A gene is a small piece of the genome. It's the genetic equivalent of the atom: As an atom is the fundamental unit of matter, a gene is the fundamental unit of heredity.
Genes are found on chromosomes and are made of DNA. Different genes determine the different characteristics, or traits, of an organism. In the simplest terms (which are actually too simple in many cases), one gene might determine the color of a bird's feathers, while another gene would determine the shape of its beak.
The number of genes in the genome varies from species to species. More complex organisms tend to have more genes. Bacteria have several hundred to several thousand genes. Estimates of the number of human genes, by contrast, range from 25,000 to 30,000.
How did people figure out that genes exist?
Heredity is an old idea. Since ancient times, people have known that offspring tend to resemble their parents. Physical appearance, temperament, and many other traits are passed down from generation to generation.
But the concept of the gene dates back only to the late 19th century. It was first put forth by an Austrian monk named Gregor Mendel, who used his monastery garden for a now-famous series of breeding experiments with pea plants. In his carefully planned, painstakingly executed research, Mendel orchestrated various matings, placing pollen from one pea plant on the female flower parts of another to determine how different traits are inherited.
One of Mendel's most important observations was that traits are passed in a discrete form from generation to generation. For example, when he bred plants that had green pea pods with plants that had yellow pea pods, all of the offspring had green pods. These results contradicted the then-popular concept of heredity, known as blending inheritance, which predicted that when green-pod plants are bred with yellow-pod plants, the offspring should have greenish-yellow pods.
Even more surprising, when Mendel bred the "hybrid" plants with one another, some of their offspring had green pods, and some had yellow pods. A trait that disappeared in one generation could reappear, unchanged, in the next.
Mendel reasoned that since traits are inherited in a discrete form, then hereditary information must also come in discrete parcels that are passed down unchanged from generation to generation. He called these parcels of hereditary information "Elemente," and today we know them as genes.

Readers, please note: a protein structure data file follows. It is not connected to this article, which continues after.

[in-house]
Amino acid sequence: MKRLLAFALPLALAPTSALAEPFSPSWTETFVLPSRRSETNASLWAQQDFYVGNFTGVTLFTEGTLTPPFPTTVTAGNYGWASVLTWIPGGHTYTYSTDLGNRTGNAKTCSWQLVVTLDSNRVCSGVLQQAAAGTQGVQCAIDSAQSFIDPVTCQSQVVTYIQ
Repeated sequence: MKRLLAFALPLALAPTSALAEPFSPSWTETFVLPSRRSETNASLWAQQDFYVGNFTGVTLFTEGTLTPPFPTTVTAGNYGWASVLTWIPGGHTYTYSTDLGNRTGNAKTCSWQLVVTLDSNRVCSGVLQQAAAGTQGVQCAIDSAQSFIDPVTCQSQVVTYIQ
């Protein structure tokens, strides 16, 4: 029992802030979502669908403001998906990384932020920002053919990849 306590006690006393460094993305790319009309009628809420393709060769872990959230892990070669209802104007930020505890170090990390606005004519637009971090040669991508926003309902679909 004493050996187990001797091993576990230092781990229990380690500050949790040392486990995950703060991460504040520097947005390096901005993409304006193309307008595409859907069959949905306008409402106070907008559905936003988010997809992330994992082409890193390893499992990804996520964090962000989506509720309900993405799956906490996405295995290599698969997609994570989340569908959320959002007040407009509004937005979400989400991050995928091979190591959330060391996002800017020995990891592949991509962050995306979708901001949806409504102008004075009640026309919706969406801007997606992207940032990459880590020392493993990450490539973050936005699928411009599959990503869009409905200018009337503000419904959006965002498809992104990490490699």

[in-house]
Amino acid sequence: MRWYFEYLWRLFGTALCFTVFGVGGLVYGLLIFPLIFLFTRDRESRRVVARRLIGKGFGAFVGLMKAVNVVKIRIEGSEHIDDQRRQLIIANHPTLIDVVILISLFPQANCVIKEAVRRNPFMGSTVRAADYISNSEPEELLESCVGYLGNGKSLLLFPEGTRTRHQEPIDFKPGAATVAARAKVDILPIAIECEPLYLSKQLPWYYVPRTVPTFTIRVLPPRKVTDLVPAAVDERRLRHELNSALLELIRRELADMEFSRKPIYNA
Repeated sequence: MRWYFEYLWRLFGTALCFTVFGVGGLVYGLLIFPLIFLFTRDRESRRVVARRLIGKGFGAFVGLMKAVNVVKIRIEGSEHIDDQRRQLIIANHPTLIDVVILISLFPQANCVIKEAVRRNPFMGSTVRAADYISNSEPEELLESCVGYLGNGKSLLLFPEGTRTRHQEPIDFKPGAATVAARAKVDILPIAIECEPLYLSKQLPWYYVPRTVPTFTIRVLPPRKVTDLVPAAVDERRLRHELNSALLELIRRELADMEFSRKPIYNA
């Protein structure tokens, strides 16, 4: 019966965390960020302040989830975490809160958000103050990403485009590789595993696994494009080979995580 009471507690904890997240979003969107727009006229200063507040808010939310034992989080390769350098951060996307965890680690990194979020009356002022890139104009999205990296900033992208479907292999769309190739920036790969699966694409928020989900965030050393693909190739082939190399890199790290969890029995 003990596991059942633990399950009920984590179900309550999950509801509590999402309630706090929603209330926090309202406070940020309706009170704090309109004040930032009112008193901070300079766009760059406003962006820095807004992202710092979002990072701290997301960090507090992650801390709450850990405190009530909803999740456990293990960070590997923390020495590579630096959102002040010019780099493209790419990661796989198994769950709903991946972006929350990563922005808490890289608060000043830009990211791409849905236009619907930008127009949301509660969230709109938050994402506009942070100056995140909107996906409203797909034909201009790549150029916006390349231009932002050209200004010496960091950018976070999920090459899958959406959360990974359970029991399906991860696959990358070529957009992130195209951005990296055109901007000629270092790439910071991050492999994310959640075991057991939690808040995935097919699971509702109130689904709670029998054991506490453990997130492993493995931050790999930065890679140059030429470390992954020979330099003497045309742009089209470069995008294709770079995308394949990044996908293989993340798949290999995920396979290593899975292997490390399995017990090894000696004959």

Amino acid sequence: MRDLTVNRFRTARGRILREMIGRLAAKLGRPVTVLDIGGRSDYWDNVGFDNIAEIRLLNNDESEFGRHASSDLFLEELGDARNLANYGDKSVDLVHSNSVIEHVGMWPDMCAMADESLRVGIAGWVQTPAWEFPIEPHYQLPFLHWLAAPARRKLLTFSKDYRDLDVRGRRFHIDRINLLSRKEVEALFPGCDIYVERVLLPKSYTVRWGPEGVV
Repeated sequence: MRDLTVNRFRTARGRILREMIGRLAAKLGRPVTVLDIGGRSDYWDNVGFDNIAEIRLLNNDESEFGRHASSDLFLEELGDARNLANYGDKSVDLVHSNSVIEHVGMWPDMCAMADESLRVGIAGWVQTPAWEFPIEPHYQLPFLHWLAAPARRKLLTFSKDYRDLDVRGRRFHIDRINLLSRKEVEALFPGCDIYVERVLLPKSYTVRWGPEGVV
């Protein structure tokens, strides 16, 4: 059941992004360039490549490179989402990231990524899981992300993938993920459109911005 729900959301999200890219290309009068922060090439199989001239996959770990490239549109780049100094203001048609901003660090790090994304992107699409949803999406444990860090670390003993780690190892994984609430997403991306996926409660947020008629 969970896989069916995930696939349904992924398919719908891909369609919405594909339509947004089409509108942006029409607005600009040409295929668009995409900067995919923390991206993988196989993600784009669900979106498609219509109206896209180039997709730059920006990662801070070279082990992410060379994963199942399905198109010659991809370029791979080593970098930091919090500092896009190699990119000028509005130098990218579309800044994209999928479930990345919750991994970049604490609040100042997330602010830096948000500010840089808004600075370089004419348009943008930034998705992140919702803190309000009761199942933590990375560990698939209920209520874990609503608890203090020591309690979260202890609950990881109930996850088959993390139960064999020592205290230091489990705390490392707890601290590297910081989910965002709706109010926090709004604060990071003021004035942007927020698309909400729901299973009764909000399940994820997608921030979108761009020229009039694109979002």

How do genes determine characteristics?
All individuals in a species have the same set of genes: in peas there is a gene for pod color, a gene for plant height, a gene for pea shape, and so on. What makes individuals different is that a gene can have several different forms, or alleles. Thus, in peas, the pod color gene has green and yellow alleles, the plant height gene has tall and dwarf alleles, and so on.
Individuals have two copies of each gene, one inherited from each parent. How the two copies interact with each other determines an organism's characteristics. It doesn't matter whether a gene comes from the maternal or paternal sidea green-pod allele from a sperm cell is the same as a green-pod allele from an egg cell. What matters is how many of which type of allele an individual gets.
Mendel laid the foundation for our understanding of this business. He referred to the form of a trait that was visible in his first generation of hybrids (green pods, for example) as dominant. He called the other form of the trait (yellow pods, for example) recessive. Today, we know that the dominant and recessive forms of a trait are underlaid by dominant and recessive genesor, more precisely, alleles. In pea plants, for example, the green-pod allele is dominant, while the yellow-pod allele is recessive.
Only individuals that inherit two recessive alleles show the recessive form of a trait. Those that inherit one recessive and one dominant allele show the dominant form of the trait (which is why all pea plants in Mendel's first generation of hybrids, carrying one green-pod allele and one yellow-pod allele, had green pods). But these individuals can still pass the recessive allele on to future generations, where it might link up with another copy of the recessive allele and allow the recessive trait to appear once again (which is why some of the pea plants in Mendel's second generation of hybrids had yellow pods).
Some human diseases, such as sickle cell anemia and Huntington's disease, are inherited in this simple, dominant/recessive fashion. Sickle cell is a recessive disease, while Huntington's is dominant.
But for the most part genetics, especially human genetics, is more complicated. One gene can affect several traits; one trait may be affected by several genes. And most traits are also influenced by an individual's environment, which includes hundreds of internal and external variables such as whether your diet includes enough vitamin D, whether you grew up at sea level or 8,000 feet, whether you live in Kenya, France, or New York City, and how your genes interact with each other inside your body.
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Updated on January 15, 2003